Unfortunately I gather with any kind of brain inflammation, so long as there are no life threatening complications happening (which for me, thankfully, there haven't been) sitting and waiting for a few months is all there really is to do. With MRI and CT scan clear, and with the initial balance problem resolving itself, that rules out the grim nasties like a stroke or MS, so there's not much to do. It's just stressful to have to sit and wait, especially as I don't have the option of any time off work, and I can't really exercise (much less play sport).

Thanks for the replies, guys :-)

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mac I don't know anything about cerebellitis, but many of us have balance problems. That there might be some ideas to help you. If it is getting better maybe you will be able to do sports again sometime. I hope you can.


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how about swimming...access to pool?
i just know finding some outlet can be helpful mentally as well as physically.
take care and know that you are not alone.
meningitis 92 enceph 03

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I've just been looking back on my discharge form and my diagnosis was meningoencephalitis / Cerebritis, I assume it means either / or rather than both! Anwyay my point is I noticed you spell it "cerebellitis". Is that different? There was plenty of info on "Cerebritis" and I can only assume its very similar to meningitis / encephalitis.
I am probably barking up the wrong tree, but I thought I'd share it none the less....

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Hi Graham,

I just did a little Googling and apparently cerebritis is simply "inflammation of the brain". "-itis" is inflammation and I take it the "cere-" refers to the cerebrum - so cerebritis is possibly specifically inflammation of the cerebrum.

Cerebellitis on the other hand is inflammation (-itis) of the cerebellum (cerebell-) - the part of the brain that deals with, among other things, co-ordination and integrating information from the senses.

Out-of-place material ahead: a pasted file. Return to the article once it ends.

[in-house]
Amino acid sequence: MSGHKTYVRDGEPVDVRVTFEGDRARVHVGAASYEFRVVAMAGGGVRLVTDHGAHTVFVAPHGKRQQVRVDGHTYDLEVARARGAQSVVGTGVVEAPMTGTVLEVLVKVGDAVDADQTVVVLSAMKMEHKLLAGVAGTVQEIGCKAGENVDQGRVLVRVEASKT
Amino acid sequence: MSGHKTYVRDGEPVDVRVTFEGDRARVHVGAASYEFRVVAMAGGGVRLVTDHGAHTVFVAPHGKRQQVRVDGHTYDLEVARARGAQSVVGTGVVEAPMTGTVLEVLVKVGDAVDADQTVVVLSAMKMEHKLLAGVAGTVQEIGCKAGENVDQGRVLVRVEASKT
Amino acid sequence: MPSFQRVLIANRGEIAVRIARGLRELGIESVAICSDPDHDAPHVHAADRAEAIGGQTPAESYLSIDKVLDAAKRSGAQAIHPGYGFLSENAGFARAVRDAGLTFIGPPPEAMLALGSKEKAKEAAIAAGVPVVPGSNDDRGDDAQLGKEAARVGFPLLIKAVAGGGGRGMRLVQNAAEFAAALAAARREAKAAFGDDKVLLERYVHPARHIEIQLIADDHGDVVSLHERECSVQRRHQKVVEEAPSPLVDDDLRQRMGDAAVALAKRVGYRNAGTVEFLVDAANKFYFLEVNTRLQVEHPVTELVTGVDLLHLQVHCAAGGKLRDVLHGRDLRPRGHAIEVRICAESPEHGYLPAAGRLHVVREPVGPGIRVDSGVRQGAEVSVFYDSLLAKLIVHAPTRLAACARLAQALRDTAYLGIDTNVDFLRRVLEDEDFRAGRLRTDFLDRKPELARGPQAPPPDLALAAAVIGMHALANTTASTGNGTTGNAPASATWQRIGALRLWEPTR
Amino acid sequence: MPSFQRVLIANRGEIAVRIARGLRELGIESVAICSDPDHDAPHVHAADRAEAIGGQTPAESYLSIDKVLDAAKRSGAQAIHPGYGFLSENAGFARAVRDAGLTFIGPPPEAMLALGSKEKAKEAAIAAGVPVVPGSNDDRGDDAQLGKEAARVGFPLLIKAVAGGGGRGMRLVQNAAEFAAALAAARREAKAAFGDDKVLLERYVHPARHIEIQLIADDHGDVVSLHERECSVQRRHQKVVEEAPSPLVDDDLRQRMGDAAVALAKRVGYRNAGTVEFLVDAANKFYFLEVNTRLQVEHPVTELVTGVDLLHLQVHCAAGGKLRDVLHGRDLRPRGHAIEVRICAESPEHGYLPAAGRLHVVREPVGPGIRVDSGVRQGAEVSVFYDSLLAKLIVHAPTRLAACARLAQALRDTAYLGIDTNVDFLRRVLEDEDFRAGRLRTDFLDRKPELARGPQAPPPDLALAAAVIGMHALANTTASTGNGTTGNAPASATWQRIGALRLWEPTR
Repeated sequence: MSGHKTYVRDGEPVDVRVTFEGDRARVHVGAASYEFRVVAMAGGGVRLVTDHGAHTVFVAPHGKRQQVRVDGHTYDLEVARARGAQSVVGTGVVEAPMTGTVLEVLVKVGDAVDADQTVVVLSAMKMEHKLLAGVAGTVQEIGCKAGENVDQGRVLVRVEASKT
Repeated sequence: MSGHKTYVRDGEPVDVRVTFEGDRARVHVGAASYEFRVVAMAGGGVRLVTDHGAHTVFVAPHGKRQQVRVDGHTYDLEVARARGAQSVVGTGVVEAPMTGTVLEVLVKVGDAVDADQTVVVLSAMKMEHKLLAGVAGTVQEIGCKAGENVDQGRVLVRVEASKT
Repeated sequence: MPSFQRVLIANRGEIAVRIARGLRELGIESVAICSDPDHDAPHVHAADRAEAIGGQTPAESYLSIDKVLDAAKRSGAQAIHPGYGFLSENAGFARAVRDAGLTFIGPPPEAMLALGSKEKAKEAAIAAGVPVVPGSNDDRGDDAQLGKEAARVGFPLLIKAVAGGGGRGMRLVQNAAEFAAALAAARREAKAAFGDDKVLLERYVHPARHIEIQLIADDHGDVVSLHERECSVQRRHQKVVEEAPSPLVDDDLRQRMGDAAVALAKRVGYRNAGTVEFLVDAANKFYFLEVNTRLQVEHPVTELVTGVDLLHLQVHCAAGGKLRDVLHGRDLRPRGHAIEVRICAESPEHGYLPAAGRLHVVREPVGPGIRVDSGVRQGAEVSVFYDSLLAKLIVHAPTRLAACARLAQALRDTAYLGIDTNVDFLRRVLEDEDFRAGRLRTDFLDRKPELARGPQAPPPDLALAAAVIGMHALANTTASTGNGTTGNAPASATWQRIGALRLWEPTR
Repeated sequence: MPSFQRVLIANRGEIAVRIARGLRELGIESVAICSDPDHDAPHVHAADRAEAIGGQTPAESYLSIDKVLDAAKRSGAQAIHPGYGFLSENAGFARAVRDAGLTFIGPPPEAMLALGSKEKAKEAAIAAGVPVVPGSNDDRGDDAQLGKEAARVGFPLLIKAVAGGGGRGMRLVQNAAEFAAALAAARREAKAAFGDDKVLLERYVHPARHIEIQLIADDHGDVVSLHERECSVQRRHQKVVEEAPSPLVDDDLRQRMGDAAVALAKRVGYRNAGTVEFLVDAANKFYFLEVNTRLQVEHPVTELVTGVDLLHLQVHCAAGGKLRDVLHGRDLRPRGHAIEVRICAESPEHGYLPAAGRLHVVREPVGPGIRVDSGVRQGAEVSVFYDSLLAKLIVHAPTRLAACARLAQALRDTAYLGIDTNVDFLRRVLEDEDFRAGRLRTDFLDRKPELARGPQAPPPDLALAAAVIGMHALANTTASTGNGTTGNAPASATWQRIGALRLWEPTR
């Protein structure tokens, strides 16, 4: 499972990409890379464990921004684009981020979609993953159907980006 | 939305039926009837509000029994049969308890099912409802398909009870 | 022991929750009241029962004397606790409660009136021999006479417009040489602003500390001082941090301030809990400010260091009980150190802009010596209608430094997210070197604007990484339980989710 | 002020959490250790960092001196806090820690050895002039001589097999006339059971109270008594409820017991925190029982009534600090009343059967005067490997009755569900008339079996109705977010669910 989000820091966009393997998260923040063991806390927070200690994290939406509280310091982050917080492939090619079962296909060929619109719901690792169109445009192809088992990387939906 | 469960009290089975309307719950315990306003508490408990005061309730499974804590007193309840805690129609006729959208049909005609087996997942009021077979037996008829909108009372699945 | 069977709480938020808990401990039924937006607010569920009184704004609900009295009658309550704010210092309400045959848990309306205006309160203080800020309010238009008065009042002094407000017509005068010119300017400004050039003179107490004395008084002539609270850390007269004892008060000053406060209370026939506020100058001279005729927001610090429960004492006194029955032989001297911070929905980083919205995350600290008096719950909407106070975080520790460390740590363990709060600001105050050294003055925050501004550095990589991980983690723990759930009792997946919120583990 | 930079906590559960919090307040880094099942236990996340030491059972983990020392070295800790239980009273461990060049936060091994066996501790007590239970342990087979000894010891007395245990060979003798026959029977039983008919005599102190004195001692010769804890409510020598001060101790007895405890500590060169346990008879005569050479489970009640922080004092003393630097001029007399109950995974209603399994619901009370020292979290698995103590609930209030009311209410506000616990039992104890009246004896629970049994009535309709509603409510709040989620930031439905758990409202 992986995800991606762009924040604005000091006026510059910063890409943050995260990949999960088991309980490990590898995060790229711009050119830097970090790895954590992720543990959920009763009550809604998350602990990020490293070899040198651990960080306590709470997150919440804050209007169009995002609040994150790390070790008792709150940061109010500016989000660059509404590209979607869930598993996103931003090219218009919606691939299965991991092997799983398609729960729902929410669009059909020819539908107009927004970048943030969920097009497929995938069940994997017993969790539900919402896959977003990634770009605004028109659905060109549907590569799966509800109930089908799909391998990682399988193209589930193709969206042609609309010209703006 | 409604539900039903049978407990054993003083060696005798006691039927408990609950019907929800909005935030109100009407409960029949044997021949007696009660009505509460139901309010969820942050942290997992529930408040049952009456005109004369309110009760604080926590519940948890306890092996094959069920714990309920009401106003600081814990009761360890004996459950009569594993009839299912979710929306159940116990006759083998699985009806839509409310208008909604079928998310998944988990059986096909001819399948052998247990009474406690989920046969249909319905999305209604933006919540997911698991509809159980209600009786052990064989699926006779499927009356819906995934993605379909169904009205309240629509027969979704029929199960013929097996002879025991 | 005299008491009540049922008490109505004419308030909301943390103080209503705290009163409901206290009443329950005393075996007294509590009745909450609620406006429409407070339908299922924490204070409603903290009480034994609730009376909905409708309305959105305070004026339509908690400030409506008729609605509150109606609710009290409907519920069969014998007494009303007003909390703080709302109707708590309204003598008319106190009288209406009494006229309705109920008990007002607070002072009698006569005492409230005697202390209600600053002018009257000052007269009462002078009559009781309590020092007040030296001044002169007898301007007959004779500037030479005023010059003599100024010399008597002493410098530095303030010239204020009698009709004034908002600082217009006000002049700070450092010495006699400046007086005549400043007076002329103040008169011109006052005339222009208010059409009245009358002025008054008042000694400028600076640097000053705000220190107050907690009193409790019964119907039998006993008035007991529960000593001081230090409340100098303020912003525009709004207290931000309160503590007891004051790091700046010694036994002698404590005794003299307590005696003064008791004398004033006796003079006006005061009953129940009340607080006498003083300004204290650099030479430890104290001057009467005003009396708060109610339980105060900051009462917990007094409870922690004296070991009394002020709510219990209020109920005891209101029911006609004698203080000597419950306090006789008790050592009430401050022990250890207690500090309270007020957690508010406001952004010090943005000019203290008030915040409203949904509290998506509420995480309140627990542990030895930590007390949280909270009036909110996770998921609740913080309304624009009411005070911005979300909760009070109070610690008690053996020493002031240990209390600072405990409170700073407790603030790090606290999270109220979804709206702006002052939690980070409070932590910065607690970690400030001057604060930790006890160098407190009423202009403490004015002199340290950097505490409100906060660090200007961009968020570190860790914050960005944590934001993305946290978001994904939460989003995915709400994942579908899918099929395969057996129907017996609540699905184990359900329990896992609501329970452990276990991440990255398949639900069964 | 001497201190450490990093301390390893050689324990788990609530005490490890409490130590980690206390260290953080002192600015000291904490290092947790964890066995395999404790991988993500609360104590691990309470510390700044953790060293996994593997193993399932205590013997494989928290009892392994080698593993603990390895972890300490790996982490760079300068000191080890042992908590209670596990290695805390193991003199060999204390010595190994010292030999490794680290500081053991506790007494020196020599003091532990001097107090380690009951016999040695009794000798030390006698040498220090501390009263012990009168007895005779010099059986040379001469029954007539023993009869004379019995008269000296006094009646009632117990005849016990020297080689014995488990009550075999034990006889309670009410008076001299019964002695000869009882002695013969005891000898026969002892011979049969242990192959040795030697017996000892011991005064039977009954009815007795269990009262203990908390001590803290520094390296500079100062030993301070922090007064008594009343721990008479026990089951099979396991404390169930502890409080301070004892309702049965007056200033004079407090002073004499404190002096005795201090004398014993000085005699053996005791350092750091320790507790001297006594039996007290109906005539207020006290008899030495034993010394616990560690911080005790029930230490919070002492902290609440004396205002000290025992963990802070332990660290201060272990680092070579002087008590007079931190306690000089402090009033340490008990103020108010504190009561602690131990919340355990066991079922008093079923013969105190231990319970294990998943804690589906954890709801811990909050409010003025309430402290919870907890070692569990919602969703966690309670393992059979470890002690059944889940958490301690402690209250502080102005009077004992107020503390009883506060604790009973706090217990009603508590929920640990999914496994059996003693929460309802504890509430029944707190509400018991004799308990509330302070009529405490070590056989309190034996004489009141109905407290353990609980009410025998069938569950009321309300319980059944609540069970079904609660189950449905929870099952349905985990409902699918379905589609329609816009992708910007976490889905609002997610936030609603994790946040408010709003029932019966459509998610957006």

Thanks for the info, though!

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Hi Mac33,
I was diagnosed with post-infectious cerebellitis in late Sept. 2008. I had it tough...I'm still feeling the effects of my illness. I'm new to the group & would love to know what helped your recovery. Are you back at 100% Are you still playing hockey or any sports?
I am able to go to the gym and walk on the treadmill, as long as I'm holding on. My PT tells me it's not a good idea to go on the treadmill since I'm giving my brain a mixed signal. My brain is telling me that I'm walking but my eyes are telling me that I'm not! My big problem is the communication between my eyes & my brain.
I have been cross country skiing & snowshoeing this winter. (with poles of course to keep my balance) I feel proud to have achieved these goals...my goal for future is to play hockey again, volley ball, boot camps...
Hopefully hear from you soon,

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Hello Mac33,
I have just found out that another word for cerebellitis is ACUTE CEREBELLAR ATAXIA. You'll find alot of resources online.
Take care,

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Rachelle the idea of swimming is a good idea if your not terrified of water. Just make sure you have someone with you.

Your eye problems seem worse than mine, but when I get the cross vision or extremely blurry vision and I'm home I walk around with my eyes closed and my hand on the wall. I don't know if that would help you, but hopefully your find something that does.


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Hi My 5 year old son was just diagnosed with ADEM acute disseminated encephalomyelitis. Check it out adem.org had good information.
My sons symptoms sounds close to yours. He started with walking funny off balance and he had severe pain in his legs. In 3 days he couldnt walk at all. The checked him for everything and then did a spinaltap that showed elovated white cell count. Then they did a mri. It showed inflimation in the cerebrum brain stem and the spinal cord. It's rare about 10 cases a year they say. Have your dr look into it. Good luck